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Symfony Benchmarks: Scaling PHP by adding CPU & RAM

In the previous article in this series we took a look at how different runtimes affect Symfony performance, by comparing PHP 5.6, HHVM 3.11 and PHP 7.0.1. The conclusion was that both HHVM and PHP 7 offer significant improvements in performance without adding server resources. In this article we'll look at how adding them affects performance.

The simplest way to improve processing performance is to make a single CPU ever faster, but diminishing increases in single core performance have been the norm for over a decade now. This is why hosting lingo focuses on number of CPU cores, rather than the clockspeed.

Luckily PHP is well prepared for scaling by adding CPU and other resources by nature. It is relatively straightforward to scale just by throwing more resources at it:

The shared-nothing architecture of PHP where each request is completely distinct and separate from any other request leads to infinite horizontal scalability in the language itself.
-- http://techpatterns.com/forums/about567.html

Adding multiple servers does add complexity, but adding CPU and RAM to a single virtual server is nowadays drop-dead simple. Doubling the available CPU won't make individual requests run twice as fast, but in theory will allow you to serve twice as many requests at the same time.

That is the theory, but let's see how that holds in practise with some tests.

Scaling PHP by adding CPU cores

We will use the same base eZ Platform setup as in the earlier benchmarks, with an added 4 GB of RAM. A similar round of benchmarks is ran to see how the number of CPU cores relates to actual application performance.

The server is operating with PHP 7.0.1 on PHP-FPM and Nginx 1.9.9 for all of the tests. For added details I ran passes with different max_children values for PHP-FPM to see if, and how, that affects performance. As before tests are repeated three times and average values are reported.

Front Page without Symfony Proxy

Front Page without Symfony Proxy, 1 CPU Core
1 CPU Core
Front Page without Symfony Proxy, 2 CPU Core
2 CPU Core
Front Page without Symfony Proxy, 2 CPU Core
4 CPU Core
Front Page without Symfony Proxy, 8 CPU Core
8 CPU Core

Average requests per CPU core (Concurrency of 10)
Average requests per CPU core (Concurrency of 10)

For unproxied full page results the results are as expected. Growing rather linearly with added CPU resources. A Maximum of 5 child PHP-FPM processes seems to be the best option until hitting 8 Cores, after which 10 child processes is the clear winner. Max 20 PHP-FPM children offers no advantage.

Performance peaks at 161 req/s with 8 CPU cores, 10 child processes and 50 concurrent users. Excluding concurrency of 1, per CPU core results range from 24 req/s at 1 Core to 19.625 req/s at 8 Cores. This illustrates that there is added overhead, other bottlenecks or room for configuration optimisations.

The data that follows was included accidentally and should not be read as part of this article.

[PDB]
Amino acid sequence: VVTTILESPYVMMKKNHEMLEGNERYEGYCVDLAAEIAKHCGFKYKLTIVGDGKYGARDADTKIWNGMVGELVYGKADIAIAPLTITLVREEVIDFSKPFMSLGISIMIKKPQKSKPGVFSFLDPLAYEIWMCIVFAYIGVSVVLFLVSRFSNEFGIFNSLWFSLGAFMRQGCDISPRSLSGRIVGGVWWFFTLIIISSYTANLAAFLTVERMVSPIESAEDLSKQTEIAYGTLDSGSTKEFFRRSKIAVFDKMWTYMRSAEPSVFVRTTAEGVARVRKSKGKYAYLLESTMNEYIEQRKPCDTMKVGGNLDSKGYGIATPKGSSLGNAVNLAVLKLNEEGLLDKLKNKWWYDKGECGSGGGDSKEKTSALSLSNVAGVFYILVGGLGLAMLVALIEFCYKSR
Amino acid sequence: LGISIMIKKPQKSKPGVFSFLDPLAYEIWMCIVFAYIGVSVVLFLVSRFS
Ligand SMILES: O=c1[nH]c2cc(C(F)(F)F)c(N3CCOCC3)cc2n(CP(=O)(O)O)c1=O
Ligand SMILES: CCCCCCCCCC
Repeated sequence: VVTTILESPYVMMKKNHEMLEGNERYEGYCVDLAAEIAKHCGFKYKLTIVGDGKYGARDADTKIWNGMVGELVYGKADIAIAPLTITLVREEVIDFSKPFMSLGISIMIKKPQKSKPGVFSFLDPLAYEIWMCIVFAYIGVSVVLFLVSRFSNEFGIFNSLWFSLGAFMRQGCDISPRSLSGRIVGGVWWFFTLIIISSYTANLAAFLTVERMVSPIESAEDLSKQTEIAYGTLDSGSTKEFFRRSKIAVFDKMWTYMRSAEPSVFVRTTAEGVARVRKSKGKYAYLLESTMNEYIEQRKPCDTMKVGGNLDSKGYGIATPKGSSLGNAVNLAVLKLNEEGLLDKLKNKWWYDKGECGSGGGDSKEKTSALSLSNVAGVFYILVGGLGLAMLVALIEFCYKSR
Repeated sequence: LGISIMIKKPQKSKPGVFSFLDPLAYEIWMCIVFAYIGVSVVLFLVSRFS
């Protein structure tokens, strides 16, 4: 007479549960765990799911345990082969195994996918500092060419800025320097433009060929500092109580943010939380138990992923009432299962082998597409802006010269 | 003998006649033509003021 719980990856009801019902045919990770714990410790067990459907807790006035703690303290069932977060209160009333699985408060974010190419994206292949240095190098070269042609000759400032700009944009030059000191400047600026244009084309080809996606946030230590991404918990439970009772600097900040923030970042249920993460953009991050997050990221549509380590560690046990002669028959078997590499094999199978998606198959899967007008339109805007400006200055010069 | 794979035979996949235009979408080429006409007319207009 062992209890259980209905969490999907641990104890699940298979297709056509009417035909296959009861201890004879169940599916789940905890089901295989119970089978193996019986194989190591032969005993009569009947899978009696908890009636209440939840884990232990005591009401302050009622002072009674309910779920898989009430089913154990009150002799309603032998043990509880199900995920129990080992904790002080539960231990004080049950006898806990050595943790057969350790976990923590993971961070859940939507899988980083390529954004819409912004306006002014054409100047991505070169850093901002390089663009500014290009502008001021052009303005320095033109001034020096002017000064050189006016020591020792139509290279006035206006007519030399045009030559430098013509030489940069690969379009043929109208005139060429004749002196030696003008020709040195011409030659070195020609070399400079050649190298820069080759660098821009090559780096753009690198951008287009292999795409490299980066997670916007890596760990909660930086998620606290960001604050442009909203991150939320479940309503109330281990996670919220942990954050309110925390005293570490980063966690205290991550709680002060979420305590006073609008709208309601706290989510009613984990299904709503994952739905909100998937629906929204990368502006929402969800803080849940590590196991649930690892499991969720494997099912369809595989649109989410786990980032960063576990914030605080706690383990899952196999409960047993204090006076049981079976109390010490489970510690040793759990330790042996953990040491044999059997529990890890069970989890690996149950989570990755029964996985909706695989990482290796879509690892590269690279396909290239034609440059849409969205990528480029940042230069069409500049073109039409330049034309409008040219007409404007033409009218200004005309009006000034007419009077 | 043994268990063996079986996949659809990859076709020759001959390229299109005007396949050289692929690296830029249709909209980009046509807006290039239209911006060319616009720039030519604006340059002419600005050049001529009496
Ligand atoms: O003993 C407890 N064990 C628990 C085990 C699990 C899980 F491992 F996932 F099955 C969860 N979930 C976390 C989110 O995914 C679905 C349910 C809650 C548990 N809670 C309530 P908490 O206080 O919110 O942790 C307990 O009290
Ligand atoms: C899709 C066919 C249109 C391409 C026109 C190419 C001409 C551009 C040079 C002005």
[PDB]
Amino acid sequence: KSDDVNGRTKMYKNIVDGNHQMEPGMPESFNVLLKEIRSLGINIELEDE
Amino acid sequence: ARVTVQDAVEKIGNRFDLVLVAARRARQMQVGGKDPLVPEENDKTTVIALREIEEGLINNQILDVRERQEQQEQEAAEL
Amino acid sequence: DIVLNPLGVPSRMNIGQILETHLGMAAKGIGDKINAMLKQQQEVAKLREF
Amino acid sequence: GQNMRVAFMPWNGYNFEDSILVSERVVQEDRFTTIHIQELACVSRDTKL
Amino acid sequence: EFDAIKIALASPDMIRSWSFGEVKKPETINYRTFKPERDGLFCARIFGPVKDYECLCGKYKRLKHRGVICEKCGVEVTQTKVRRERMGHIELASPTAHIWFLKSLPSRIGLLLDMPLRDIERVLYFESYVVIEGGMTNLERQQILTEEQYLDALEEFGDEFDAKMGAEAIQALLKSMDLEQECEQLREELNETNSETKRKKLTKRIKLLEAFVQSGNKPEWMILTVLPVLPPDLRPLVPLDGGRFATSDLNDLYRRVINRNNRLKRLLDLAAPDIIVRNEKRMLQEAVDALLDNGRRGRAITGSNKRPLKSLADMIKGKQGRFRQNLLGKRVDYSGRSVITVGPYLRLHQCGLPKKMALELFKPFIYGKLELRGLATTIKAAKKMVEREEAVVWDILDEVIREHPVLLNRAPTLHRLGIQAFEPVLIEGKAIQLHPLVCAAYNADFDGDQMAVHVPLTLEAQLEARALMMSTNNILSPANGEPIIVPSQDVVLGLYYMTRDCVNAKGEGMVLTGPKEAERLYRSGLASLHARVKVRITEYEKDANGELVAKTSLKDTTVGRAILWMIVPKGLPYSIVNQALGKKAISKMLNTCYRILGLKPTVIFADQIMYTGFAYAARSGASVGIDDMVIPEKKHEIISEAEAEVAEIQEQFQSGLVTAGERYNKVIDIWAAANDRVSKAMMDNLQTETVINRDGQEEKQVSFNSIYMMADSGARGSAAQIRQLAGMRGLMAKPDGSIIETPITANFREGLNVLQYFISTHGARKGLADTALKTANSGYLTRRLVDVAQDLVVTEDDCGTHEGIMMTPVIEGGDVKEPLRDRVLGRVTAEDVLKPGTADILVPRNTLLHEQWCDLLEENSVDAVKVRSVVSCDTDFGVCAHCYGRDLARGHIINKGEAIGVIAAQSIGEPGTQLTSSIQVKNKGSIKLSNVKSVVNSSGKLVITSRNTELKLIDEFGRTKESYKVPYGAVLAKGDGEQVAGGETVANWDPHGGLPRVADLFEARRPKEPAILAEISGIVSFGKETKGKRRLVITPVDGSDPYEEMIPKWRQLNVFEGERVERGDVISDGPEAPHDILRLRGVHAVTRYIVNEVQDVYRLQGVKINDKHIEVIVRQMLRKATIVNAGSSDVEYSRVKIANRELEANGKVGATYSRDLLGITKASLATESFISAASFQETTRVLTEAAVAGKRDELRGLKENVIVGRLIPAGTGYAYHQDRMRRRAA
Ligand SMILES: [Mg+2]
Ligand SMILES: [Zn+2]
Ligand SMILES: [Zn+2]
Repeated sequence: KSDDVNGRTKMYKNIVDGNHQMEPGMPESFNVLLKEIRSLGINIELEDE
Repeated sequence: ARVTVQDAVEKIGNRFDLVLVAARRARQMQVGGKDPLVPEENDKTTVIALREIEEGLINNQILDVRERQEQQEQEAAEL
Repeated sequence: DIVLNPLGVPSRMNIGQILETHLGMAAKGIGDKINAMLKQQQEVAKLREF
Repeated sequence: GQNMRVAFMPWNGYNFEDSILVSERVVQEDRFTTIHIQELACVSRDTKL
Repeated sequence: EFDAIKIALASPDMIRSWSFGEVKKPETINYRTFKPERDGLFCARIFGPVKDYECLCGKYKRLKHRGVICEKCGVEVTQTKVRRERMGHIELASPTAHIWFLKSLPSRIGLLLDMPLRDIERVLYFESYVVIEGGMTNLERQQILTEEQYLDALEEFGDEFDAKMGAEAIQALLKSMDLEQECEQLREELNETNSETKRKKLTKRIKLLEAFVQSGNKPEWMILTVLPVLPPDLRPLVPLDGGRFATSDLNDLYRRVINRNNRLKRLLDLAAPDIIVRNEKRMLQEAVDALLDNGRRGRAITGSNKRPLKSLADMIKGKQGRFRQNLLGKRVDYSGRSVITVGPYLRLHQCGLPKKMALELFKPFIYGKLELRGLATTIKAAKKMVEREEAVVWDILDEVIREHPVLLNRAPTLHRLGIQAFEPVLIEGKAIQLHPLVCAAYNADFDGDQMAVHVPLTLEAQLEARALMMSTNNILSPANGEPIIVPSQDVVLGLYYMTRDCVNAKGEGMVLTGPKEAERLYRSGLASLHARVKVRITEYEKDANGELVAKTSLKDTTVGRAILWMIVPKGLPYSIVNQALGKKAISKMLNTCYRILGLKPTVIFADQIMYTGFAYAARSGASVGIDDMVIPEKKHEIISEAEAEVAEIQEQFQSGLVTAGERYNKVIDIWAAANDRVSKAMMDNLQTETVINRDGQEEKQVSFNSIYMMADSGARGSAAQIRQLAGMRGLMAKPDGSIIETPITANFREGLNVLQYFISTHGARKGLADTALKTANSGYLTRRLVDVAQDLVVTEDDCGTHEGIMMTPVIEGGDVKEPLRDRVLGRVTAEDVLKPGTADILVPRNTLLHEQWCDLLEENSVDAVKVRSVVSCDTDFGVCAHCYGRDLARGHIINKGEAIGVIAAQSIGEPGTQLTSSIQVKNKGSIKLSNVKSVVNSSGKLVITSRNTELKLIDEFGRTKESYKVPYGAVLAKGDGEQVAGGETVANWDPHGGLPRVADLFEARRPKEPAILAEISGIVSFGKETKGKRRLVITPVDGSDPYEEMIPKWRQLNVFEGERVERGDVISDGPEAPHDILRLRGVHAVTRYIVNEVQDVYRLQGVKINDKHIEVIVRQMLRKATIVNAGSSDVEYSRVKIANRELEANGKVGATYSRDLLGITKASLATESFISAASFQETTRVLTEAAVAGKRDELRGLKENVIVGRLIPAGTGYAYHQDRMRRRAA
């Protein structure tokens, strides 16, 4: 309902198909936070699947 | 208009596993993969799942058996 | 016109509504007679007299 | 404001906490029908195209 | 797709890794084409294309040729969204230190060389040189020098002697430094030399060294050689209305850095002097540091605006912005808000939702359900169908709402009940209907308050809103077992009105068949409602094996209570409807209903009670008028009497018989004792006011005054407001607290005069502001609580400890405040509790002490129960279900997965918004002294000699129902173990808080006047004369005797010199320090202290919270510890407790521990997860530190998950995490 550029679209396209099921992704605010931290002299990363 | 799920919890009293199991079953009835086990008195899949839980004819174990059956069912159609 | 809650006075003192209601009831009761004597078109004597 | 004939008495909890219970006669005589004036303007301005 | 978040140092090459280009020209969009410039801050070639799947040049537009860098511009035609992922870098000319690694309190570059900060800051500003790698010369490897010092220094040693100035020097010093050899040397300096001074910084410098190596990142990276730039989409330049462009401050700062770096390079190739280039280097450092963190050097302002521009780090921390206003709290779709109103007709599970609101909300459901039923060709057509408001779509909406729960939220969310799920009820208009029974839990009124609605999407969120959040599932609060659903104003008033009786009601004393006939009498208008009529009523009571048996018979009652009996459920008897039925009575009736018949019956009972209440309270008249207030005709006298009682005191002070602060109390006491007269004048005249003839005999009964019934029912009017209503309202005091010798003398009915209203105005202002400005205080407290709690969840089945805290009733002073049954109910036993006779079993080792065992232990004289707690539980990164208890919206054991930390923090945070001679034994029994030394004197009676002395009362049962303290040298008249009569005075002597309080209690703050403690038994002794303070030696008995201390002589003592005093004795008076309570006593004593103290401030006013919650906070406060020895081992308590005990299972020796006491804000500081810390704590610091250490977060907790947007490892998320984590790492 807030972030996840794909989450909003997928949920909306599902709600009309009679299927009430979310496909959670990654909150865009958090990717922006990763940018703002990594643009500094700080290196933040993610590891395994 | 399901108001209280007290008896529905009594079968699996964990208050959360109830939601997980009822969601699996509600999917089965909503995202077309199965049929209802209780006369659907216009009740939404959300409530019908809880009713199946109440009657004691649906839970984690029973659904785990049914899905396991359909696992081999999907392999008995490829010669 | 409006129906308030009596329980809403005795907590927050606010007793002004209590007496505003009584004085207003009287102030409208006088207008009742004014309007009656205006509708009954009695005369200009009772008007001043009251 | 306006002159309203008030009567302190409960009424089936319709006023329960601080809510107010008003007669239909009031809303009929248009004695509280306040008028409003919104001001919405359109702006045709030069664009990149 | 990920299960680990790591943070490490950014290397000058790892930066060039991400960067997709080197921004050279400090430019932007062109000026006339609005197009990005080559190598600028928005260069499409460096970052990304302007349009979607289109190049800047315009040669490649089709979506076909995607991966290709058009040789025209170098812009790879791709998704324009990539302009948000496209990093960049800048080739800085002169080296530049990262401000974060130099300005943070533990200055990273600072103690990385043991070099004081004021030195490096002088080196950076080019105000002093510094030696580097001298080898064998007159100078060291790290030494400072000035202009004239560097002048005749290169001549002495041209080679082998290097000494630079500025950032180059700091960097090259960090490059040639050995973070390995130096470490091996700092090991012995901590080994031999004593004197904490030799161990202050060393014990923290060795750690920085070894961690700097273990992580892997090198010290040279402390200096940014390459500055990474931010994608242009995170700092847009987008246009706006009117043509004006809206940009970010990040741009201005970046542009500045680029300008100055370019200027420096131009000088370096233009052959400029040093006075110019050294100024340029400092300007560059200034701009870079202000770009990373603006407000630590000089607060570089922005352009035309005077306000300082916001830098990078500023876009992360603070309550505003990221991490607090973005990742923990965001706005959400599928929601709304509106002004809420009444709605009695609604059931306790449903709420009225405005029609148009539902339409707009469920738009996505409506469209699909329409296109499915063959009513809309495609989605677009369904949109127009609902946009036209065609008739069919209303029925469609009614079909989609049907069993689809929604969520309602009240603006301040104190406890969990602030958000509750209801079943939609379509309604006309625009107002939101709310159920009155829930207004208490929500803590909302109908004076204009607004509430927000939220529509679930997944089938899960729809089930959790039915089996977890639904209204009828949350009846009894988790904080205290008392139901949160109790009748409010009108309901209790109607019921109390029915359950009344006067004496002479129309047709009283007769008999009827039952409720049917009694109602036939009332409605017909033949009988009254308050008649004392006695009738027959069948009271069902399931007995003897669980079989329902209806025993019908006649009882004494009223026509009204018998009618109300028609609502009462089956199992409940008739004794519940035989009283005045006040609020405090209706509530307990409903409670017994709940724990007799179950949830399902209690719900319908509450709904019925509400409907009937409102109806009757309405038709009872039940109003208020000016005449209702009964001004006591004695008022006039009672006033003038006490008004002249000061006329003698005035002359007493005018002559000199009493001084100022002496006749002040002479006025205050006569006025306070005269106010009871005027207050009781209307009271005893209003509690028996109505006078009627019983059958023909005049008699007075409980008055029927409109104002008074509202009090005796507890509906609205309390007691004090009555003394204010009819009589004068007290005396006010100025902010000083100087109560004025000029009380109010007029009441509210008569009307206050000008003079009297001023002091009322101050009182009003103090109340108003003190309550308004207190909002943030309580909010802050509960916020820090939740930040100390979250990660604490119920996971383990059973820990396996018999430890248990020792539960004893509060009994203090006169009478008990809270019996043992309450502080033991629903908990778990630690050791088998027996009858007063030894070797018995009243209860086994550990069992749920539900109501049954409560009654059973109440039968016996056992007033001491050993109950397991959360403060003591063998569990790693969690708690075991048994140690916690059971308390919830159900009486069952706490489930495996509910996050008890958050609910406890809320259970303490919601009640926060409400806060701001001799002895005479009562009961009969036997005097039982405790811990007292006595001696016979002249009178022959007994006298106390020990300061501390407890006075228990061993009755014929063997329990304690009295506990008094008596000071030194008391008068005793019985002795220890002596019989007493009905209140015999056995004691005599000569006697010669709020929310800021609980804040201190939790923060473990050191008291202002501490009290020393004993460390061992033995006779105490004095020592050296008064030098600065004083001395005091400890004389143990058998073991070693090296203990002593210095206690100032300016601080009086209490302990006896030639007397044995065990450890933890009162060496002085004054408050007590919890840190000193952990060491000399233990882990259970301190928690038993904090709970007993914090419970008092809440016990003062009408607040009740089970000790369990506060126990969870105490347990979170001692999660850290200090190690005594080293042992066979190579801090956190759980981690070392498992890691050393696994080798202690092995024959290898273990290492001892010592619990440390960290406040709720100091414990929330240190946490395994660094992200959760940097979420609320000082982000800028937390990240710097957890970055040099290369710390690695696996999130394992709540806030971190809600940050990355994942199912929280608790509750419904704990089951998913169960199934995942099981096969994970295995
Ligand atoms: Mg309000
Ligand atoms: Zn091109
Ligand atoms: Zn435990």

Front Page with Symfony Proxy

Front Page with Symfony Proxy, 1 CPU Core
1 CPU Core
Front Page with Symfony Proxy, 2 CPU Core
2 CPU Core
Front Page with Symfony Proxy, 2 CPU Core
4 CPU Core
Front Page with Symfony Proxy, 8 CPU Core
8 CPU Core

Average requests per CPU core (Concurrency of 10)
Average requests per CPU core (Concurrency of 10)

Proxied page results are inline with high-level expectations. On a single and dual core setups the highest output is delivered at a concurrency of 50 requests, where with 4 and 8 cores this evens out. Max children value of 10 is the by average, though with 8 cores 20 children offer a slight advantage .

Performance peaks at 8912 req/s with 8 CPU cores, 20 child processes and 50 concurrent users. Excluding concurrency of 1, per CPU core results range from 1323 req/s at 2 Core to 936.75 req/s with 8 Cores and 10 concurrent requests.

At concurrency of 10, 8 cores offer significantly worse performance per unit, where as at 50 a dual core setup proves more efficient than single core.

API without Symfony Proxy

API without Symfony Proxy, 1 CPU Core
1 CPU Core
API without Symfony Proxy, 2 CPU Core
2 CPU Core
API without Symfony Proxy, 2 CPU Core
4 CPU Core
API without Symfony Proxy, 8 CPU Core
8 CPU Core

Average requests per CPU core (Concurrency of 10)
Average requests per CPU core (Concurrency of 10)

Unproxied API calls, again are largely inline with expectations. Even on one CPU core increasing concurrency yields the best performance, while 10 child processes are optimal. The previous applies to dual core setups as well, but at 4 cores all child process settings offer virtually identical results. Naturally at 8 cores 5 child settings falls behind.

Performance hits highs at 567 req/s with 8 CPU cores, 20 child processes and 50 concurrent requests. Excluding concurrency of 1, per cpu core results range from 84 req/s with a single core setup. Falling to a mere 66.375 req/s per core in an 8 core setting indicates significant bottlenecks elsewhere in the setup.

API with Symfony Proxy

API with Symfony Proxy, 1 CPU Core